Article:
ManacaBotanical Name: Brunfelsia hopeana (HOOK.)
Family: N.O. Solanaceae
Synonyms: Vegetable Mercury. Franciscea uniflora.
Parts Used: Root, stem.
Habitat: South America, West Indies, Brazil.
Description: Small trees, a name often given to the genus Solanacece, in honour of Brunfels, the German herbalist of the sixteenth century. The genus is known by a five-cleft calyx with rounded lobes, bilabiate in aestivation, four fertile and anthers confluent at the top, where it is divided into two stigmatic lobes, capsules fleshy or leathery, more rarely indehiscent and drupe-like, several large seeds embedded in pulp. Flowers large and some very fragrant, blue or white. In commerce the pieces of root vary from a few inches to 1 foot long, 1/2 inch in diameter, very tough and woody, centre yellow, with a very thin outer bark; the stem has a small yellow pith.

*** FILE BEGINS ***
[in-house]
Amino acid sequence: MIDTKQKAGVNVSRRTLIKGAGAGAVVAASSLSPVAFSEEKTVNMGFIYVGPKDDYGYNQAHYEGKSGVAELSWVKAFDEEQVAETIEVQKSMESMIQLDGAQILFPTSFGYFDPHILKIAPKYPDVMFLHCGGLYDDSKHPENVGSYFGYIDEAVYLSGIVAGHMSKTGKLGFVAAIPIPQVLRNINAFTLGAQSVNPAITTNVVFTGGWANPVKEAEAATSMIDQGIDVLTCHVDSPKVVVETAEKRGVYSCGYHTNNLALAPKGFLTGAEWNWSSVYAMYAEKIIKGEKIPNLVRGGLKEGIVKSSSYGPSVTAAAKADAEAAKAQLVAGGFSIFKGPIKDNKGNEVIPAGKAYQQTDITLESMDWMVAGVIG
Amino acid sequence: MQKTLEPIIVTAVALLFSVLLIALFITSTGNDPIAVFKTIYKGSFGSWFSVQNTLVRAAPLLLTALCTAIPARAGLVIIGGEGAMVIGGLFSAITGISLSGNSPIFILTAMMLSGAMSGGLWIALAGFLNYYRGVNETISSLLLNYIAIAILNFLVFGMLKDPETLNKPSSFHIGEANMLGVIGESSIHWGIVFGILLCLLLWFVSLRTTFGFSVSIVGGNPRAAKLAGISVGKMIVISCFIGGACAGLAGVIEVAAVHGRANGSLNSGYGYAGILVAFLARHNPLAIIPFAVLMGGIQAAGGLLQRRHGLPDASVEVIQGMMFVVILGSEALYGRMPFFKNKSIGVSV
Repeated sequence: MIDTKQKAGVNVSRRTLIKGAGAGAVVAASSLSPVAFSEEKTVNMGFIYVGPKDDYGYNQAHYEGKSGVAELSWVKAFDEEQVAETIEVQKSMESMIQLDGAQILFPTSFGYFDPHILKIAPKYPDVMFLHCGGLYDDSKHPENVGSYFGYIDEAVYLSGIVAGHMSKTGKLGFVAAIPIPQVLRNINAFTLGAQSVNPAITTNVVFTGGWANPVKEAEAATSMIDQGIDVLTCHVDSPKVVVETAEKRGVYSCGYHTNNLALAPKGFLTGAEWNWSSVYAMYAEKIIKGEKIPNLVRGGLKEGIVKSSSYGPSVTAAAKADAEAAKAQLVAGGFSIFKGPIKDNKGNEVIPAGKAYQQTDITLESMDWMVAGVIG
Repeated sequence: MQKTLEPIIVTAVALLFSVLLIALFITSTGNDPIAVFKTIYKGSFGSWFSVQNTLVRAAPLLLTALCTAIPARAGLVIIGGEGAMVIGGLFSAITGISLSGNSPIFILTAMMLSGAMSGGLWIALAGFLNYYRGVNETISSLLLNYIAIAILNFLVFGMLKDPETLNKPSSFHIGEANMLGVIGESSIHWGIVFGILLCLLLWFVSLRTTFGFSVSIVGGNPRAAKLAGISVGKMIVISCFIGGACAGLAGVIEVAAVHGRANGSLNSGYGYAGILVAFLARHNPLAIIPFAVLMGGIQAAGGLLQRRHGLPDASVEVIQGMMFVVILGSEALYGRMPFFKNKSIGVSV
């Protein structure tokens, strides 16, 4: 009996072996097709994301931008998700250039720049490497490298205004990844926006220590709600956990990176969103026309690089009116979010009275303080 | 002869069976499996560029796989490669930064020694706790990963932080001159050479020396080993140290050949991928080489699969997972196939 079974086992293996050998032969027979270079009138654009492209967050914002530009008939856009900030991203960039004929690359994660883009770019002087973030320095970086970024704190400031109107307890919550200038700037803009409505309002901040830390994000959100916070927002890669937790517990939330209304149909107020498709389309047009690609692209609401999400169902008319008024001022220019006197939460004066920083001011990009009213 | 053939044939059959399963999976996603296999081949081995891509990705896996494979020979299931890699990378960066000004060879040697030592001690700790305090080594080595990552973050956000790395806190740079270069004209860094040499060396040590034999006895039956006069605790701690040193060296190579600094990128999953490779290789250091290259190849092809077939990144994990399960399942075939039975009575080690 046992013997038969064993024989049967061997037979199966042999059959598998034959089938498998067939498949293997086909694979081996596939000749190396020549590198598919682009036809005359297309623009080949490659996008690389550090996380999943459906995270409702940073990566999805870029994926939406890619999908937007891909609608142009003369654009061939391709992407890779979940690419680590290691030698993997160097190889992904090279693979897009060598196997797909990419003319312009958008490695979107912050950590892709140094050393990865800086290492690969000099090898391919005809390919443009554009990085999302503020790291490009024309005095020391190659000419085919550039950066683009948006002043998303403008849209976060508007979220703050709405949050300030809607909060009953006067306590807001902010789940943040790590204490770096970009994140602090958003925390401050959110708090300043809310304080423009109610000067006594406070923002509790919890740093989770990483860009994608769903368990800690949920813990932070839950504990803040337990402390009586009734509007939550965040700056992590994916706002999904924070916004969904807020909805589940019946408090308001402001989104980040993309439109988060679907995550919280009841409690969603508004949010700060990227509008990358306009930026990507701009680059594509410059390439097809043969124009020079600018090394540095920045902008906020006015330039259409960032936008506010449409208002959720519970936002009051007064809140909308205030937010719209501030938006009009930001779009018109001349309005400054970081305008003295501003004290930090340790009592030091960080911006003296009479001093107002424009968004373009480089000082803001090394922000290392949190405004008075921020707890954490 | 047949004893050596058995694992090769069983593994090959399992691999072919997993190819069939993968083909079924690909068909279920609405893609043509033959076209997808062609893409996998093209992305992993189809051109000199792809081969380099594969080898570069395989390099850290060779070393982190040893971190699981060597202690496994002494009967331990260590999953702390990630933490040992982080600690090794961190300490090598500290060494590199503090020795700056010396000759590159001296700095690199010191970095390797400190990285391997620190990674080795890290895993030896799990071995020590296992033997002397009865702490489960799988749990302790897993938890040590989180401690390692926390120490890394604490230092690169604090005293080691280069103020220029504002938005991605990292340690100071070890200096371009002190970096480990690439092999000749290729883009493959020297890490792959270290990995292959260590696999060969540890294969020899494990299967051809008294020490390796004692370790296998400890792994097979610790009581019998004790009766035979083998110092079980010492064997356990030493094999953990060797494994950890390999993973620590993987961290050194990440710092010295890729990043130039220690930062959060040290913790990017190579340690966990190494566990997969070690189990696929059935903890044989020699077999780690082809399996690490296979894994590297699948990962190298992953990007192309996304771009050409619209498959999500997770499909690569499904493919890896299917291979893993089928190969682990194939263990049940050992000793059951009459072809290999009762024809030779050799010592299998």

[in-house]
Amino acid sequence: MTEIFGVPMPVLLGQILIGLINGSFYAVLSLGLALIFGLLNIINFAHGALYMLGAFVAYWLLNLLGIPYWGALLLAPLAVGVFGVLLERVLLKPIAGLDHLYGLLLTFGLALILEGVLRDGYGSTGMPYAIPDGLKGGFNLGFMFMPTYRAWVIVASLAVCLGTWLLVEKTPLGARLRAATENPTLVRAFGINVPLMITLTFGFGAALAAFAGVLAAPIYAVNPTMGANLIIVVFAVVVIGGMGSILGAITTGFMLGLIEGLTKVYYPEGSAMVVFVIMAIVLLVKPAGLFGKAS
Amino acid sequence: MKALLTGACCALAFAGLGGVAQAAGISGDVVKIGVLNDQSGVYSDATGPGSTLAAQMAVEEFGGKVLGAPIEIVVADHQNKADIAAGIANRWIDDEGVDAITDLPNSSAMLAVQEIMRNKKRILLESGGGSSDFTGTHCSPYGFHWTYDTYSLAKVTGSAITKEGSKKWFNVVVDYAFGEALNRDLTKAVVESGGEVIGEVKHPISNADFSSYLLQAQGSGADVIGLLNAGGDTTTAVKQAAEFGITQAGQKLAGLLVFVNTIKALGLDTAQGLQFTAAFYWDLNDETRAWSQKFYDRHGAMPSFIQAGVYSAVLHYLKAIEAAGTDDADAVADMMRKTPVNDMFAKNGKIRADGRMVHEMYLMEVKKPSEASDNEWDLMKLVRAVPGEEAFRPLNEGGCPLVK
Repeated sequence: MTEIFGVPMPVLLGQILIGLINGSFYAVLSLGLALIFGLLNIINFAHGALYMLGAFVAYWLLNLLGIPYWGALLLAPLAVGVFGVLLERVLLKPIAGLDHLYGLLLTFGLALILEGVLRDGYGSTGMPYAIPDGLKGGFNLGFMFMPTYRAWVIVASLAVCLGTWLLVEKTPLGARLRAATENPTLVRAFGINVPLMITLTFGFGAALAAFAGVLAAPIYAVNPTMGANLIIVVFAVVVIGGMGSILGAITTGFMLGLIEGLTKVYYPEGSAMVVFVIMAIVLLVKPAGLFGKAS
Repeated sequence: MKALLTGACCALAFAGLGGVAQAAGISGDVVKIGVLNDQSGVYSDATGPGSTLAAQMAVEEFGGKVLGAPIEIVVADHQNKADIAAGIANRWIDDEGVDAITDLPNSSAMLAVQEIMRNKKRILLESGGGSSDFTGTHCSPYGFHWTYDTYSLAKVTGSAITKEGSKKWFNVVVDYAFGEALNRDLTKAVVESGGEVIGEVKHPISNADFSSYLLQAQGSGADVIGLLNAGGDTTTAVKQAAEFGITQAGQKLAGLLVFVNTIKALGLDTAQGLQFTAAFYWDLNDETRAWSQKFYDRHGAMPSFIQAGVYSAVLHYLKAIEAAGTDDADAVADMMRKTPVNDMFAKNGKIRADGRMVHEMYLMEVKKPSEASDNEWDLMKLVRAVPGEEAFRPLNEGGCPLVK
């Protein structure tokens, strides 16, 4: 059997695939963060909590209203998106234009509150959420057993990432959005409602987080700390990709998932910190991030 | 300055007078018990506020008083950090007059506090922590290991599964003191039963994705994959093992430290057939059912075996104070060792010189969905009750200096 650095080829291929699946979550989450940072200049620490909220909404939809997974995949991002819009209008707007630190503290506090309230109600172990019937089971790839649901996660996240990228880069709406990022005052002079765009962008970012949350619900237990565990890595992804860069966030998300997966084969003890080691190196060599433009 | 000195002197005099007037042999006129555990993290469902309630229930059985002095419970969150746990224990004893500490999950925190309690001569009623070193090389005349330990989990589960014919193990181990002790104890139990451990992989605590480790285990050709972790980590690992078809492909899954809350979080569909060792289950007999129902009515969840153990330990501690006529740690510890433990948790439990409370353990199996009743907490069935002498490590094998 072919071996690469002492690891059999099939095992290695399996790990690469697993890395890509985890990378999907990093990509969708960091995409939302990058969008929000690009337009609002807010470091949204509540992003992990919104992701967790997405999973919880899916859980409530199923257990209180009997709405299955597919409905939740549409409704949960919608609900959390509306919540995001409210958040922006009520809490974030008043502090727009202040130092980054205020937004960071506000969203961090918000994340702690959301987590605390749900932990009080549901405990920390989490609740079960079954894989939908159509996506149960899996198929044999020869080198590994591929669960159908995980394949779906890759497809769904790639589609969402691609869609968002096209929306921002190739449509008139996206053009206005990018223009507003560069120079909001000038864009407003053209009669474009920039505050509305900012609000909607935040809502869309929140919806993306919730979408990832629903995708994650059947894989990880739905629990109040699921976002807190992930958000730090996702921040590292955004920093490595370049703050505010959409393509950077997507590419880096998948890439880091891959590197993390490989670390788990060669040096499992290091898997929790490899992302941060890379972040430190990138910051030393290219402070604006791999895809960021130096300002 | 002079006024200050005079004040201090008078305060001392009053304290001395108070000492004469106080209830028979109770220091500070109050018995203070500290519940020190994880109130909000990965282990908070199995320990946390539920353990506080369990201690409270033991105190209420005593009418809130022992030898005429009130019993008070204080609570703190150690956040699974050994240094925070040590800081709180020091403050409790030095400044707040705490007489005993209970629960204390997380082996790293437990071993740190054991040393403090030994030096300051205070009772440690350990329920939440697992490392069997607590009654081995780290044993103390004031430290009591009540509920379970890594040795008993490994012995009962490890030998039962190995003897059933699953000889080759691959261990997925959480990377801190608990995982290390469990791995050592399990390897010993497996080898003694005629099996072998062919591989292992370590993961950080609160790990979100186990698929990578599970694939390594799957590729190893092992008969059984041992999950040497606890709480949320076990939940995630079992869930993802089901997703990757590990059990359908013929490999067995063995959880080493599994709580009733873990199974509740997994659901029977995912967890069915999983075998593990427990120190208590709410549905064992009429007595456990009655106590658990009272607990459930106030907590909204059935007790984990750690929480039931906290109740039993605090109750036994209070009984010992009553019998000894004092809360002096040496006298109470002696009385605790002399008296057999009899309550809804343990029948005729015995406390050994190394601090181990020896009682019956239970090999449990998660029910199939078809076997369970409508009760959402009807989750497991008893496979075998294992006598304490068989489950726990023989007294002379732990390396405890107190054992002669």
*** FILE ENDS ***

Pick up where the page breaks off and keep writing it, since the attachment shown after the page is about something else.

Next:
Constituents: Alkaloid Mannacine and a peculiar substance fluorescent and supposed to be identical with gelseminic acid.
Medicinal Action and Uses: From experiments made on animals, Manaca acts on the spinal cord, stimulating, then abolishing the activities of the motor centres; stimulating specially the kidneys and all the other glands. In large doses it causes lassitude, perspiration and loose greenish discharges. It is highly recommended in the treatment of syphilis and chronic rheumatism of an arthritic nature.
Dosage: Fluid extract, 10 to 30 minims three times daily.
Other Species: Franciscea uniflora is the Brazilian name for Manaca, largely used for syphilitic complaints; root and leaves of this are used. It is a bitter purgative emetic, and in large doses poisonous.